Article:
The Little Mermaid Feminist Criticism

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The story of the Little Mermaid is one of the most popular fairy tales, it's Disney adaptation is also very popular. To children, it is just a story about a mermaid who turns into a human to be with her true love but when analyzed from different perspectives, it can reveal a lot about the story itself and what children are learning from it.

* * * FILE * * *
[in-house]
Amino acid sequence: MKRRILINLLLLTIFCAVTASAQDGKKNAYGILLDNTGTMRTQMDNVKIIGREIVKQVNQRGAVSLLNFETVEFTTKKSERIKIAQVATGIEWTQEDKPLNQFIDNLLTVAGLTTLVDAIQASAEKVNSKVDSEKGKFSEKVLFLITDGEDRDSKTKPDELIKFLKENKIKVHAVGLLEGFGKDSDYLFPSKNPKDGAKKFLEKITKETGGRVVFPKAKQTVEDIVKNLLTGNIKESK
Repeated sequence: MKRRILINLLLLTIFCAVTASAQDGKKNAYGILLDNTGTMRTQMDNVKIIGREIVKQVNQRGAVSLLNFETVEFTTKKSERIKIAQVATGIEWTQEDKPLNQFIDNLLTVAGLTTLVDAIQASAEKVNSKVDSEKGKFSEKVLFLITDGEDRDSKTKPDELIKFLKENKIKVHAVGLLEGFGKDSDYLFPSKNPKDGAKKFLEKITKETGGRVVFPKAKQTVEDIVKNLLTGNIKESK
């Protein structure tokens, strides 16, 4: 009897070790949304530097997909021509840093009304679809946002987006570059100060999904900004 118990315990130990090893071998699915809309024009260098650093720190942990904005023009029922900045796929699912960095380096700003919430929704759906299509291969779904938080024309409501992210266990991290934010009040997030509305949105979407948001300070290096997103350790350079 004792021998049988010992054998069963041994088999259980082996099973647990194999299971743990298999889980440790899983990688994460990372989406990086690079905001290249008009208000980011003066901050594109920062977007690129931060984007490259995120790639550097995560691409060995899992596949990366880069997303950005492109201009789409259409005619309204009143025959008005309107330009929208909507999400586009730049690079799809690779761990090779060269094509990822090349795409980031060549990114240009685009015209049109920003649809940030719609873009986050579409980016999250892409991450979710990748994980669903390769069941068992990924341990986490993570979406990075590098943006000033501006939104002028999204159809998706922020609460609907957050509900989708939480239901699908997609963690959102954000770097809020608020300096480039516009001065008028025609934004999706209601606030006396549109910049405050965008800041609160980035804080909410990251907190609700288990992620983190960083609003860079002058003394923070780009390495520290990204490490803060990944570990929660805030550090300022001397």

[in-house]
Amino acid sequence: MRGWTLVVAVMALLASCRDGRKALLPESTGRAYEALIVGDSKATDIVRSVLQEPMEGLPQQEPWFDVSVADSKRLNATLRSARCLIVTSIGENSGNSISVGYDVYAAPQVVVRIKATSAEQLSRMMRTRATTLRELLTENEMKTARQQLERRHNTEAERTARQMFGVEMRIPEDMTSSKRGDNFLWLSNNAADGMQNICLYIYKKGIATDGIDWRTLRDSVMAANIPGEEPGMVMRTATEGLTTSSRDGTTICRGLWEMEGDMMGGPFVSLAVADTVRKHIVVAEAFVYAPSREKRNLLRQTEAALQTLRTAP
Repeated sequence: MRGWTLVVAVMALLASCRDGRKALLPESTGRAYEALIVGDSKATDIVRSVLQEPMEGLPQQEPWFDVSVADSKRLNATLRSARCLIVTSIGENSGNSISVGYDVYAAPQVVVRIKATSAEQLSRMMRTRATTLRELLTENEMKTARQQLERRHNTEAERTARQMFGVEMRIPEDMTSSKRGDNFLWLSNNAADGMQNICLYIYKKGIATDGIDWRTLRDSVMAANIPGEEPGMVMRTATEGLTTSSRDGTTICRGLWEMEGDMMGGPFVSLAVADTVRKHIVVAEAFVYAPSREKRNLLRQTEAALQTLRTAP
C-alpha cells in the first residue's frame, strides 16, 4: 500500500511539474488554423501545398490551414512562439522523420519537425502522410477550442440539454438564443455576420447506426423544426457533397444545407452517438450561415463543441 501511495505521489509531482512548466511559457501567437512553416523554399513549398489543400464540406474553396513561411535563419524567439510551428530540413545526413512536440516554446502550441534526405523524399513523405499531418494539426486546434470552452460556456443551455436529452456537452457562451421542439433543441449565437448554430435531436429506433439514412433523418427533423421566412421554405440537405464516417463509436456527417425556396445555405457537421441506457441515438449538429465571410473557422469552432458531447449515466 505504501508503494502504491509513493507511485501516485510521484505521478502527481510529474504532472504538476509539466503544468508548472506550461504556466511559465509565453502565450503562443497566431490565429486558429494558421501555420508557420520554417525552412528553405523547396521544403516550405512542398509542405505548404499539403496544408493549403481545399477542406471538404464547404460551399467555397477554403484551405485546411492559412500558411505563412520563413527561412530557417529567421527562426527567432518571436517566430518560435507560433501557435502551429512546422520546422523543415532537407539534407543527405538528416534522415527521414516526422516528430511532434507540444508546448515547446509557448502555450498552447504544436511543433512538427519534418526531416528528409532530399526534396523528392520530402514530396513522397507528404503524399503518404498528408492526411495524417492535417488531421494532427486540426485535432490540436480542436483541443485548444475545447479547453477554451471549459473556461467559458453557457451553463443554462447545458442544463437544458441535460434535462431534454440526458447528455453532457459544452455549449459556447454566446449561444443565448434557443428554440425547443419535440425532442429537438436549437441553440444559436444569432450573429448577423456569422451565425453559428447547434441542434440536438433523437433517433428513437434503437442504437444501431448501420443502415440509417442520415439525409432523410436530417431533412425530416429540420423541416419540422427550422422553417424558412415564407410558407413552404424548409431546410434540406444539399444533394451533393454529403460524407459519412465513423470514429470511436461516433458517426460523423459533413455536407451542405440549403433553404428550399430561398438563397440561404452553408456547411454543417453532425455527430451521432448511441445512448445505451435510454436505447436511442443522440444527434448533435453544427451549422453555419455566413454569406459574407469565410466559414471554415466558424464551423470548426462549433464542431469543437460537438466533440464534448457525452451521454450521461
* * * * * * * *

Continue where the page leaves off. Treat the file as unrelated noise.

The first way you can look at the Little Mermaid is through the feminist lens since this story has various things that relate to women. First off, in “Someday my Prince Will Come” Marcia K. Leiberman says that the beauty contest is a big part of many fairy tales and the Little Mermaid is no exception. Right in the second paragraph, the author writes “they were six beautiful children; but the youngest was the prettiest of them all; her skin was as clear and delicate as a rose-leaf, and her eyes as blue as the deepest sea” (Hans Christen Andersen's "The Little Mermaid."). It’s no surprise that the youngest mermaid turns out to be the main character. Another aspect of the story that emphasises beauty is when the Little Mermaid goes to the Sea Witch to ask for legs. The Sea witch tells her that she will grant her legs in exchange for her voice. The Little Mermaid is hesitant, she asks the witch what she will have left without her voice and the witch responds “Your beautiful form, your graceful walk, and your expressive eyes; surely with these you can enchain a man’s heart”(Hans Christen Andersen's "The Little Mermaid."). The hidden meaning behind this is basically that the most valuable asset that a woman has her her beauty, it is so valuable that it is basically all she needs. By taking away her voice, it is being implied that there is nothing that she can say that would make the prince fall in love with her, it is only her looks that can gain the prince’s affection. The Little Mermaid also has similar characteristics to the ones Leiberman talks about, on multiple occasions, she is desribed as “a strange child, quiet and thoughtful” (Hans Christen Andersen's "The Little Mermaid."). Something else that Leiberman talks about is marriage as a reward for being beautiful. However, while marriage is still the goal in this story, it isn’t what happens. Instead of marrying the
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